The Gospel for Today – and Always

Mark Harstad (1948-2015)

Archived discussion

About the presenter

As he began intensive treatment for the cancer that was to take his life four months later, Prof. Mark O. Harstad (1948-2015) conveyed to the faculty his reflections on his many years of teaching in the Religious Studies Division at Bethany Lutheran College. His summary of the essential content of his teaching, and theirs, became a profound confession of the faith that sustained him through his final days. We can think of no better concise statement of the message all of the Conference presenters are striving to convey through their work with media and technology. — the editors
We have revelation from God which is clear, authoritative, powerful, and sufficient. Our religion is a revealed religion. We are not simply dependent on reason and the senses to draw logical conclusions about questions pertaining to our relationship with God and build on them. Rather the opposite, as we sing in one of our hymns: "All our knowledge, sense, and sight, lie in deepest darkness shrouded," when it comes to spiritual matters. Reason, human will power, and mystical experience do not yield truth about God which can save us eternally.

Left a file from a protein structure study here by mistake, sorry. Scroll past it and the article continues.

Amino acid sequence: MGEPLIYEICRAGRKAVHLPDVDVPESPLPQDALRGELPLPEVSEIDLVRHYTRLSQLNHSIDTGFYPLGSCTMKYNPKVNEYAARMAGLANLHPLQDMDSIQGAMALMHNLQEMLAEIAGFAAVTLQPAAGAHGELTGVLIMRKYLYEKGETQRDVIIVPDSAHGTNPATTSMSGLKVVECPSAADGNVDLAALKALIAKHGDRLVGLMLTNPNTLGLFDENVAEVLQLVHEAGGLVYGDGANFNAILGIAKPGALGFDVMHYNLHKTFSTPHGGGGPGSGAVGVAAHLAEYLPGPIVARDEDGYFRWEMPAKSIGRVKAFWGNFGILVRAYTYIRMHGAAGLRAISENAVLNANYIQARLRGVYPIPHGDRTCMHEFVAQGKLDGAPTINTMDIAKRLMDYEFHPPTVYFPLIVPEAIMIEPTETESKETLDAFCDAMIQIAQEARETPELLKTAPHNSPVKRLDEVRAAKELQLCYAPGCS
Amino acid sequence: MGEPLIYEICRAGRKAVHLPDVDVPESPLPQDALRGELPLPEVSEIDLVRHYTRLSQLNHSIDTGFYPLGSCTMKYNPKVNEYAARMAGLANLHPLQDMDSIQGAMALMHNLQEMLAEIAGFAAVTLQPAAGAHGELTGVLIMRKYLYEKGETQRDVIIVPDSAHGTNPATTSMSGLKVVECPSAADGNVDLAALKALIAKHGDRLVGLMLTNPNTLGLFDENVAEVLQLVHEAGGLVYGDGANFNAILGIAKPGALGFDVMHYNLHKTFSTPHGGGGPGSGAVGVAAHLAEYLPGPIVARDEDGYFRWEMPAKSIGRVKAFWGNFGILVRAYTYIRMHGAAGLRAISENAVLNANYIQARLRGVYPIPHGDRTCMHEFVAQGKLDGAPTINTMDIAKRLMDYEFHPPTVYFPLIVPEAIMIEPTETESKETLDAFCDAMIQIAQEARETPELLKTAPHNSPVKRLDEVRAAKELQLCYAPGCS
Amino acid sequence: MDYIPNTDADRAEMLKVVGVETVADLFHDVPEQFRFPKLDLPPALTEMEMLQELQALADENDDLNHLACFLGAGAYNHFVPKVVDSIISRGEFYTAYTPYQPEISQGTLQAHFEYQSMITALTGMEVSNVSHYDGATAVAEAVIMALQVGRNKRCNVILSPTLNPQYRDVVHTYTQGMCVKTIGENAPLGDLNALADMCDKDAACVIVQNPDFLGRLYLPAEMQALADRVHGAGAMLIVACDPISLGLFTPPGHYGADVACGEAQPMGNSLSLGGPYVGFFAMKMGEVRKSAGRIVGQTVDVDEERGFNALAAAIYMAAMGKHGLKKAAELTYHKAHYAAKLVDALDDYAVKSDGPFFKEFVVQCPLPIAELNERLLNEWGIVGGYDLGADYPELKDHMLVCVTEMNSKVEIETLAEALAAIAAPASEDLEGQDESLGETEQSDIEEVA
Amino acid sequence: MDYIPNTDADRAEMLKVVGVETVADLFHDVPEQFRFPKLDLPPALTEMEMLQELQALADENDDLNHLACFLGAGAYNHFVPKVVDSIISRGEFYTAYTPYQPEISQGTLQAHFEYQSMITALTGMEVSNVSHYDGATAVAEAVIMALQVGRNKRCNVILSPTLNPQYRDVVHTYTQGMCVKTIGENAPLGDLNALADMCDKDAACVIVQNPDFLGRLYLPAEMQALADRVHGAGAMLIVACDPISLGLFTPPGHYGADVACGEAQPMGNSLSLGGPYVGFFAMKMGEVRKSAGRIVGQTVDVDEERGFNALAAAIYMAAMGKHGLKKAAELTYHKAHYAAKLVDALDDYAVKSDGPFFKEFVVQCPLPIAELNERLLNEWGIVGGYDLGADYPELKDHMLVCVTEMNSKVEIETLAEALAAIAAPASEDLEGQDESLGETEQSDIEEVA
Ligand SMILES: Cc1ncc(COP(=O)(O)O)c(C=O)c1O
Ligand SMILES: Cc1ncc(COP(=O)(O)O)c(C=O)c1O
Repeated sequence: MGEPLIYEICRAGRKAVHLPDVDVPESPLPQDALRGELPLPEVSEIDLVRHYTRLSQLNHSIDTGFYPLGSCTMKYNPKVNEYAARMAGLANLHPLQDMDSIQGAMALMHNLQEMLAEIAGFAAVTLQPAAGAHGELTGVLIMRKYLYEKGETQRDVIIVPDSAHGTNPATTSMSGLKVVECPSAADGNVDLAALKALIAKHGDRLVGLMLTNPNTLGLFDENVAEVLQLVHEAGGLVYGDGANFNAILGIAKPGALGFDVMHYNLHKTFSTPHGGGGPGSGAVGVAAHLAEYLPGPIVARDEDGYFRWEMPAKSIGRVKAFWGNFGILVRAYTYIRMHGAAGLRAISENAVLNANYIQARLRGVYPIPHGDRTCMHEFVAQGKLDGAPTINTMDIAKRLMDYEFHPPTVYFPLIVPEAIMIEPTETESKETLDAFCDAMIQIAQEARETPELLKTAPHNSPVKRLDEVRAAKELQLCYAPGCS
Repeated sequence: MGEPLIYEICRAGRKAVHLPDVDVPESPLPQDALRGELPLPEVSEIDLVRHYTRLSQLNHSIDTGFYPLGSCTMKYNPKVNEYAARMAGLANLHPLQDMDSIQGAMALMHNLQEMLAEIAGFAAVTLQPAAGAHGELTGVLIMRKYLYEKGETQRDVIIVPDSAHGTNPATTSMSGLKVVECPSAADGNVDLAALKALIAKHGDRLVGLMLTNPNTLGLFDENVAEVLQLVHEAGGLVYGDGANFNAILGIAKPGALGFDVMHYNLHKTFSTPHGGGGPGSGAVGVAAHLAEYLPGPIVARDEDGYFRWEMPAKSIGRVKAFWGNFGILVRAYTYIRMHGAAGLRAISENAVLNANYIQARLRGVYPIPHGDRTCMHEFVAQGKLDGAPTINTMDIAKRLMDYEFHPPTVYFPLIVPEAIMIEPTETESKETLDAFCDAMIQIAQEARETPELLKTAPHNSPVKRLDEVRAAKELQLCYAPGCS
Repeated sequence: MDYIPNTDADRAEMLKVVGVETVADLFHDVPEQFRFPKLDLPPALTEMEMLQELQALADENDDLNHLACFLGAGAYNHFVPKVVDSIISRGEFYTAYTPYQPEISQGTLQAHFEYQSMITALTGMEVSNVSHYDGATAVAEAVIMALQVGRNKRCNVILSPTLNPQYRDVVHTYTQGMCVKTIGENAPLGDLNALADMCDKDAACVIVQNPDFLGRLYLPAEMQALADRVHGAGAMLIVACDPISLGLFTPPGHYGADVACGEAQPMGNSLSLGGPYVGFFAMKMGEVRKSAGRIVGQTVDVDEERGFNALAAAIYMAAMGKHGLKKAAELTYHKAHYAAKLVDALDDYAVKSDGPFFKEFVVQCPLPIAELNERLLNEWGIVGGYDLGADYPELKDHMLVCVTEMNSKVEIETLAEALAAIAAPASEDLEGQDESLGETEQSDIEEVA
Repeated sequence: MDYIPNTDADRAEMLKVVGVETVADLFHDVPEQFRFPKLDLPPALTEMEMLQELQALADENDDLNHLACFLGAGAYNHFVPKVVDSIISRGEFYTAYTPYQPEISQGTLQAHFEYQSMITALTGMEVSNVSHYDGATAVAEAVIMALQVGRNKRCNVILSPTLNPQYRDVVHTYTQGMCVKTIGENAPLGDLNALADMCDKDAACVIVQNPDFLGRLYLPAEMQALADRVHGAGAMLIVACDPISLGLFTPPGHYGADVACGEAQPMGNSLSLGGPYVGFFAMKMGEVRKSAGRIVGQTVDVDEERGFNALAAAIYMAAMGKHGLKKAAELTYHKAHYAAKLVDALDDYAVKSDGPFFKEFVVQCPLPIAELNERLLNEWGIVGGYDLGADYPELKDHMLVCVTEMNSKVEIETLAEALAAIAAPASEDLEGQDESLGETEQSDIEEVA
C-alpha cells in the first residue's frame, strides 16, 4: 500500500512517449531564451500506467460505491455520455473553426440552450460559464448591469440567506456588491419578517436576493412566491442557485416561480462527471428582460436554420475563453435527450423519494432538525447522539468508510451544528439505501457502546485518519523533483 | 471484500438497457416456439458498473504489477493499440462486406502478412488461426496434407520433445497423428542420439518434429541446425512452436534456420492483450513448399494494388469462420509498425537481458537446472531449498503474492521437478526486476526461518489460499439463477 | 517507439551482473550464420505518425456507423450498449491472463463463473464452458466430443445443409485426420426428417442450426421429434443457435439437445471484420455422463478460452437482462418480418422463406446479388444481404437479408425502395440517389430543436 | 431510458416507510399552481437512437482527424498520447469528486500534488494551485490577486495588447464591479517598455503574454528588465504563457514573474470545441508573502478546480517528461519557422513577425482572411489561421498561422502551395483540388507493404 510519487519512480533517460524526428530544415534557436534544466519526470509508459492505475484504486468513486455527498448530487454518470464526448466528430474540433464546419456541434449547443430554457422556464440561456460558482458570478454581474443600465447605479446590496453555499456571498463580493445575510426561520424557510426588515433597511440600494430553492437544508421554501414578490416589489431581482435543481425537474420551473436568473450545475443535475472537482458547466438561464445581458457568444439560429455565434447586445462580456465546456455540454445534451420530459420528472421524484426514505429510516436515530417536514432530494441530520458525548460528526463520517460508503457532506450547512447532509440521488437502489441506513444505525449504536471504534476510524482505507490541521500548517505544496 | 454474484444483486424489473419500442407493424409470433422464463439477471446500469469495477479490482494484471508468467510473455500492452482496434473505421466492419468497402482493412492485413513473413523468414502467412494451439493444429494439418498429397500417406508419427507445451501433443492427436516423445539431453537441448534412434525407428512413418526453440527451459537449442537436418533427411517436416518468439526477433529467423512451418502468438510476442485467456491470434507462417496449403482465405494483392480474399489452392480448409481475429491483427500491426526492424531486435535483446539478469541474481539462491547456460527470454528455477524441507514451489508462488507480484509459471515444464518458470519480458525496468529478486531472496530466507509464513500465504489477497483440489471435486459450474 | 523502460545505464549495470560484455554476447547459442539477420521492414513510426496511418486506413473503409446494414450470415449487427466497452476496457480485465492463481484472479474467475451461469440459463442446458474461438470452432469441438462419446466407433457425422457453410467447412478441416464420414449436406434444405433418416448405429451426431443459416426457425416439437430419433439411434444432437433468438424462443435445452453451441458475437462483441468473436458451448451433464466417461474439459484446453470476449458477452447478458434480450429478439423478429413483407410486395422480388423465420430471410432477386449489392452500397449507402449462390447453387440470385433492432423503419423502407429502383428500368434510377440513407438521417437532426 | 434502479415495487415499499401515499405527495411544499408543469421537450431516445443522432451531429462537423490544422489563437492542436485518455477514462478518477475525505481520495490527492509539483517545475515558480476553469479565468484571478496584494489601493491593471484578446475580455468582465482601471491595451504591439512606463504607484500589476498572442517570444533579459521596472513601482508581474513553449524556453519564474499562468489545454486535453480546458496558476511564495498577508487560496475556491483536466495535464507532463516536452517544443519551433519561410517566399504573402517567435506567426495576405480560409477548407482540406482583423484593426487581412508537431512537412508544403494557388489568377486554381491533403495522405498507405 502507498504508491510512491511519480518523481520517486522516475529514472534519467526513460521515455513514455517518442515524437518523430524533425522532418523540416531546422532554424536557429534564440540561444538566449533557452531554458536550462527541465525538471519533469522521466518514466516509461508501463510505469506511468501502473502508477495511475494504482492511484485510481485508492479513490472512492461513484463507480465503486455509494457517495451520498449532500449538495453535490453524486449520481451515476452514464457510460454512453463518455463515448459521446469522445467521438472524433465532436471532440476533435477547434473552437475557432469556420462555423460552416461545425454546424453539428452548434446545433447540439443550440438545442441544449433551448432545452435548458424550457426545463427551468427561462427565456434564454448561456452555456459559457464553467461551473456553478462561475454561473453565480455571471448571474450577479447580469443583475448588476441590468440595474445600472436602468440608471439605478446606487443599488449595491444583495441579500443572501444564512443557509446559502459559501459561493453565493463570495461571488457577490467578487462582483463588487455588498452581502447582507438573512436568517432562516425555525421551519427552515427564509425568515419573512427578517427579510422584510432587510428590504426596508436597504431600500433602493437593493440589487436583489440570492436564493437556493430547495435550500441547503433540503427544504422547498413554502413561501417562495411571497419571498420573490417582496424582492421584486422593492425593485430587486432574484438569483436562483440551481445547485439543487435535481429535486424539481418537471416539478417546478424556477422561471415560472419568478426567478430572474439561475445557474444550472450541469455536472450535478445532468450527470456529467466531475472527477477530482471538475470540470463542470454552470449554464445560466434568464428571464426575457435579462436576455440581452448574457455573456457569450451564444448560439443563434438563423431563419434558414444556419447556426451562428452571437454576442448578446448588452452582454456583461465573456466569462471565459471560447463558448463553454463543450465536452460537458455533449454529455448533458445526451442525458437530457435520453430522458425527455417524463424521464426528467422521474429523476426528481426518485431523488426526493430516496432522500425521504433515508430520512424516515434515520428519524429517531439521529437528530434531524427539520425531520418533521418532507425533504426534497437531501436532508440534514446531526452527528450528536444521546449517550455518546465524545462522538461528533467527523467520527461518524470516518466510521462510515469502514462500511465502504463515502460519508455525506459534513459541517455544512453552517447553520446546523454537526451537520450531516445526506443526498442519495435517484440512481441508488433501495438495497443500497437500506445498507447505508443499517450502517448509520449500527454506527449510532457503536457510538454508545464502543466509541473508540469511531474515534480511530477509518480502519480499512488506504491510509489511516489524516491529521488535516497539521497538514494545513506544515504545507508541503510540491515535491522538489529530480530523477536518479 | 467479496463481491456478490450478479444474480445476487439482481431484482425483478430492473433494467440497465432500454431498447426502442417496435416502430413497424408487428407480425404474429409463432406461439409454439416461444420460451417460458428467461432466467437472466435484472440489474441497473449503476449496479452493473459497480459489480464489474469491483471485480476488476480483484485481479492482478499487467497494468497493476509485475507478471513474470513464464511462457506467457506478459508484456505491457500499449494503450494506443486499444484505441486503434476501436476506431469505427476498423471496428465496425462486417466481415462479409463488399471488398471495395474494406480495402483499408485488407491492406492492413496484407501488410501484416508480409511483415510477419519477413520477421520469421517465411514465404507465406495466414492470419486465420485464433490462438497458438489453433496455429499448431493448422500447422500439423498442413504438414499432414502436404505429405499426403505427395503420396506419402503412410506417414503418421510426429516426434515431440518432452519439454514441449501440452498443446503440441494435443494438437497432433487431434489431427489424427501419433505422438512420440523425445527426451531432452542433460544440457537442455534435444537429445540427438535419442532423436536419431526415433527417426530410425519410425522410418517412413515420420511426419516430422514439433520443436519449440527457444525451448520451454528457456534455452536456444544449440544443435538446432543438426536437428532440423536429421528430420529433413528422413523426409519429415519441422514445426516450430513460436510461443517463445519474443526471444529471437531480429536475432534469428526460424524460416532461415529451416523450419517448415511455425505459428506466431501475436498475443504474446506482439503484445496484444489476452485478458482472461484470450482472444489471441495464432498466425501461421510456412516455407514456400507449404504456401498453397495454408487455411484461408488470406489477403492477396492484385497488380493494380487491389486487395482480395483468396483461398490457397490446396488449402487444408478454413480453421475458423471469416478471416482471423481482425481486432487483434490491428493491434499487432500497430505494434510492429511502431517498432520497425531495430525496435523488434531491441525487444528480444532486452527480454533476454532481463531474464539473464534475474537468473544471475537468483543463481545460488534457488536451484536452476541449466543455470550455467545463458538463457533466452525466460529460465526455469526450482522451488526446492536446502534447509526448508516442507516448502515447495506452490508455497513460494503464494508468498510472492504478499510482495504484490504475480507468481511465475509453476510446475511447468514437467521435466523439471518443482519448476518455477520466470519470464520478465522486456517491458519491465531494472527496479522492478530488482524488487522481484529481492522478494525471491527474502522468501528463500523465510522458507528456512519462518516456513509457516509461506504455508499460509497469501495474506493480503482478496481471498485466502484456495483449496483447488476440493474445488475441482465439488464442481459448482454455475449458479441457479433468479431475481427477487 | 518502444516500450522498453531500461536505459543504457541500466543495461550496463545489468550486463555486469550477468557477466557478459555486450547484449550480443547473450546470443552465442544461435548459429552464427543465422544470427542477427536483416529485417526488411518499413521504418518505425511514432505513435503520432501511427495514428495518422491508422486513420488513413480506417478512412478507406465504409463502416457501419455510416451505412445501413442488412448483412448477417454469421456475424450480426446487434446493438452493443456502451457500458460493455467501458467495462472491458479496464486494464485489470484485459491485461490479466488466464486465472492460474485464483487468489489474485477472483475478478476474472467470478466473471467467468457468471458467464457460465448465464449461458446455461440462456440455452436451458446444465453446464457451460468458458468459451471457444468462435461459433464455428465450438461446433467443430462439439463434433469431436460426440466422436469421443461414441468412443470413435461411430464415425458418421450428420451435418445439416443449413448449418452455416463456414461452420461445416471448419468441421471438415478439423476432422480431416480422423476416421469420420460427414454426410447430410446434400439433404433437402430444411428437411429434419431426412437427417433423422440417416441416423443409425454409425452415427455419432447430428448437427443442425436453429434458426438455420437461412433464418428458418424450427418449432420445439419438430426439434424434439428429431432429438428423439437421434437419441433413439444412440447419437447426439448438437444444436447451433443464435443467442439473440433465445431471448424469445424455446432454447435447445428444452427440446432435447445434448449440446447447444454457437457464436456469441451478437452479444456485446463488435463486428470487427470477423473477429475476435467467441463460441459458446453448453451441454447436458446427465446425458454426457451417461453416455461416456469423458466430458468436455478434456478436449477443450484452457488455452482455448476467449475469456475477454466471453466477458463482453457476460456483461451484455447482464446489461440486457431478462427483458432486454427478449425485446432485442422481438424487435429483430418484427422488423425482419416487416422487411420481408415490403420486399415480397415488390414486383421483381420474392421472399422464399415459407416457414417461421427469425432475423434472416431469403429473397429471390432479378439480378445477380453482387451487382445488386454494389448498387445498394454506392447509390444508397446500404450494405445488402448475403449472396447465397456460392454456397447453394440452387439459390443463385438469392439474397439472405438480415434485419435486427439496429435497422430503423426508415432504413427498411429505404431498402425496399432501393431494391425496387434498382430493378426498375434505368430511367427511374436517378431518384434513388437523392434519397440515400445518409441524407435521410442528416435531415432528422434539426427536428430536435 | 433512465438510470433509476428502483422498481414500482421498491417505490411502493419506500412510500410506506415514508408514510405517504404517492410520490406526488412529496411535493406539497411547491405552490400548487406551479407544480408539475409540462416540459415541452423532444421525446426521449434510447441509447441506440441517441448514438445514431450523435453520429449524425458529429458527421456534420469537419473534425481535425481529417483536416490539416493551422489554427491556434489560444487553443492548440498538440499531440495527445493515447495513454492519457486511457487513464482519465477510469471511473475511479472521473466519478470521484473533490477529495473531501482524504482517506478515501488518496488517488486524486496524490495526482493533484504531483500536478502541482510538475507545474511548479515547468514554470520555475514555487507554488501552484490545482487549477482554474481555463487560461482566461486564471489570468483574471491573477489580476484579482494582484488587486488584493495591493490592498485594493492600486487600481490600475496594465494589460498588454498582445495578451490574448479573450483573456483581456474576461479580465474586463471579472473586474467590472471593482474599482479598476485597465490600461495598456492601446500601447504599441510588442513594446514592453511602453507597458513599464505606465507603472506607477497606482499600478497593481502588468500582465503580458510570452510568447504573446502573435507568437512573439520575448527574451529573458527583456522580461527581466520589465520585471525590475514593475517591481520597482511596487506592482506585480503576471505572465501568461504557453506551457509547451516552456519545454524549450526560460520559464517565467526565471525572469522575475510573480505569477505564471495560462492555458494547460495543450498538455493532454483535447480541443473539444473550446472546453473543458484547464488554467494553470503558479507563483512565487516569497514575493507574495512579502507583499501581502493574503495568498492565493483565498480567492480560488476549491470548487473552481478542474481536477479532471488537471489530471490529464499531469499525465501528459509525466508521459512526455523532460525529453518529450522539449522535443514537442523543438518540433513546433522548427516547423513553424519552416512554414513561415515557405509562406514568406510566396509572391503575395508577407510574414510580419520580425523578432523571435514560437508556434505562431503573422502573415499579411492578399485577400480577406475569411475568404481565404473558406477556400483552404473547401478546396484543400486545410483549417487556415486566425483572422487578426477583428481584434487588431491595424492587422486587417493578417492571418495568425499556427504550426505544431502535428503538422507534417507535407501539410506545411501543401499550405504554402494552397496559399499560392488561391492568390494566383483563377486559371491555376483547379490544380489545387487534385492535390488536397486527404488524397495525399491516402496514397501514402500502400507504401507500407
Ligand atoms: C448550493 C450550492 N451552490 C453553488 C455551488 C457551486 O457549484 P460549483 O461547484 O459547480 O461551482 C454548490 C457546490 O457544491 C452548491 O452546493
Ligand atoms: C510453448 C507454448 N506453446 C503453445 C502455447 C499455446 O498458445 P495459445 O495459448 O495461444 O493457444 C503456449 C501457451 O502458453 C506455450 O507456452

The profound nature of our alienation from God and hopelessness of our condition must simply be acknowledged on the basis of the Word. This is the work of the mirroring and smashing function of the Law which exposes and breaks down all human pretentions to love God and fellow man in such a way that we might have hope of redemption in ourselves.

Then come those core concepts of the Lutheran tradition, the workings of the Holy Trinity for our salvation. And you simply will not find this structure in place in the same way in any other system of religion/theology. This is the core of our heritage.

God sent his son into the world in the miracle of the incarnation, not to condemn the world, but that the world might be saved on the basis of his perfect life, his sacrificial atonement for all sin, and his victory over death. Salvation has been won perfectly. It is finished. All of our theology connects here.

But the Son of God did not simply leave this finished salvation floating freely out there somewhere for us to find by our own devices. Our Gospel is not just about the availability or possibility of redemption. Christ instituted the Sacred Means of Grace, the Gospel in Word and Sacrament, to bring it to us wherever and whenever people live from the beginning of the world to the end. By these means he purposes to bring to us and powerfully give to us all the benefits of salvation: freedom from sin, Satan, the curse of the Law, and death. Christ has established the office of the Holy Ministry among the faithful to administer these things.

At this crucial point we don't talk about decisions as to whether you want this salvation or not, or have it within your powers to get it, or the necessity of "doing your part." God bestows faith when and where it pleases him through the means appointed to give it. From beginning to end our salvation is his work.